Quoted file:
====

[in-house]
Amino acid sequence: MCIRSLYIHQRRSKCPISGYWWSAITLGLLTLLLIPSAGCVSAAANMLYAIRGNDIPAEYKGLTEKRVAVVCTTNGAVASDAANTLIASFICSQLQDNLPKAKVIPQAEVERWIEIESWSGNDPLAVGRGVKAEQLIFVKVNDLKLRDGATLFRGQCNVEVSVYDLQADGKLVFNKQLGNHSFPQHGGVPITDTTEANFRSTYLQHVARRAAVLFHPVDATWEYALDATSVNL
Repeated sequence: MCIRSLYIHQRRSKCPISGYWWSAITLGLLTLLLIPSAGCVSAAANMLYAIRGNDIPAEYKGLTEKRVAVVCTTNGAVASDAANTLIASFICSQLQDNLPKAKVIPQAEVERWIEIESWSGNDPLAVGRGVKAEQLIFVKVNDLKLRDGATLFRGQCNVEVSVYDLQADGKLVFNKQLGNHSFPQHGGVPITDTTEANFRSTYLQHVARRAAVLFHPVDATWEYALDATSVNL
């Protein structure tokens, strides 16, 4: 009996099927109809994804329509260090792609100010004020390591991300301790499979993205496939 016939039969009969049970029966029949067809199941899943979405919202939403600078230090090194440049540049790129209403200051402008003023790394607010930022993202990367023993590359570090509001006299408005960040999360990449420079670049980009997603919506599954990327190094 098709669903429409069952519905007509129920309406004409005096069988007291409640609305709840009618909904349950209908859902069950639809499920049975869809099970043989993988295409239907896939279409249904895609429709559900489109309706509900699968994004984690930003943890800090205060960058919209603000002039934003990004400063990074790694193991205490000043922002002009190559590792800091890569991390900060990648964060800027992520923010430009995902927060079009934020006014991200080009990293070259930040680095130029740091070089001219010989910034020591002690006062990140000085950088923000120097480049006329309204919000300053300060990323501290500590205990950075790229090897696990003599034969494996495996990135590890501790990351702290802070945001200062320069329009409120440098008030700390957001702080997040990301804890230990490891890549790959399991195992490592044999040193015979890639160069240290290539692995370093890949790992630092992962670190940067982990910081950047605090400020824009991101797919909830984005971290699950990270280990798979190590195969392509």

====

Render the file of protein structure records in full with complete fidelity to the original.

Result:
[in-house]
Amino acid sequence: MCIRSLYIHQRRSKCPISGYWWSAITLGLLTLLLIPSAGCVSAAANMLYAIRGNDIPAEYKGLTEKRVAVVCTTNGAVASDAANTLIASFICSQLQDNLPKAKVIPQAEVERWIEIESWSGNDPLAVGRGVKAEQLIFVKVNDLKLRDGATLFRGQCNVEVSVYDLQADGKLVFNKQLGNHSFPQHGGVPITDTTEANFRSTYLQHVARRAAVLFHPVDATWEYALDATSVNL
Repeated sequence: MCIRSLYIHQRRSKCPISGYWWSAITLGLLTLLLIPSAGCVSAAANMLYAIRGNDIPAEYKGLTEKRVAVVCTTNGAVASDAANTLIASFICSQLQDNLPKAKVIPQAEVERWIEIESWSGNDPLAVGRGVKAEQLIFVKVNDLKLRDGATLFRGQCNVEVSVYDLQADGKLVFNKQLGNHSFPQHGGVPITDTTEANFRSTYLQHVARRAAVLFHPVDATWEYALDATSVNL
């Protein structure tokens, strides 16, 4: 009996099927109809994804329509260090792609100010004020390591991300301790499979993205496939 016939039969009969049970029966029949067809199941899943979405919202939403600078230090090194440049540049790129209403200051402008003023790394607010930022993202990367023993590359570090509001006299408005960040999360990449420079670049980009997603919506599954990327190094 098709669903429409069952519905007509129920309406004409005096069988007291409640609305709840009618909904349950209908859902069950639809499920049975869809099970043989993988295409239907896939279409249904895609429709559900489109309706509900699968994004984690930003943890800090205060960058919209603000002039934003990004400063990074790694193991205490000043922002002009190559590792800091890569991390900060990648964060800027992520923010430009995902927060079009934020006014991200080009990293070259930040680095130029740091070089001219010989910034020591002690006062990140000085950088923000120097480049006329309204919000300053300060990323501290500590205990950075790229090897696990003599034969494996495996990135590890501790990351702290802070945001200062320069329009409120440098008030700390957001702080997040990301804890230990490891890549790959399991195992490592044999040193015979890639160069240290290539692995370093890949790992630092992962670190940067982990910081950047605090400020824009991101797919909830984005971290699950990270280990798979190590195969392509």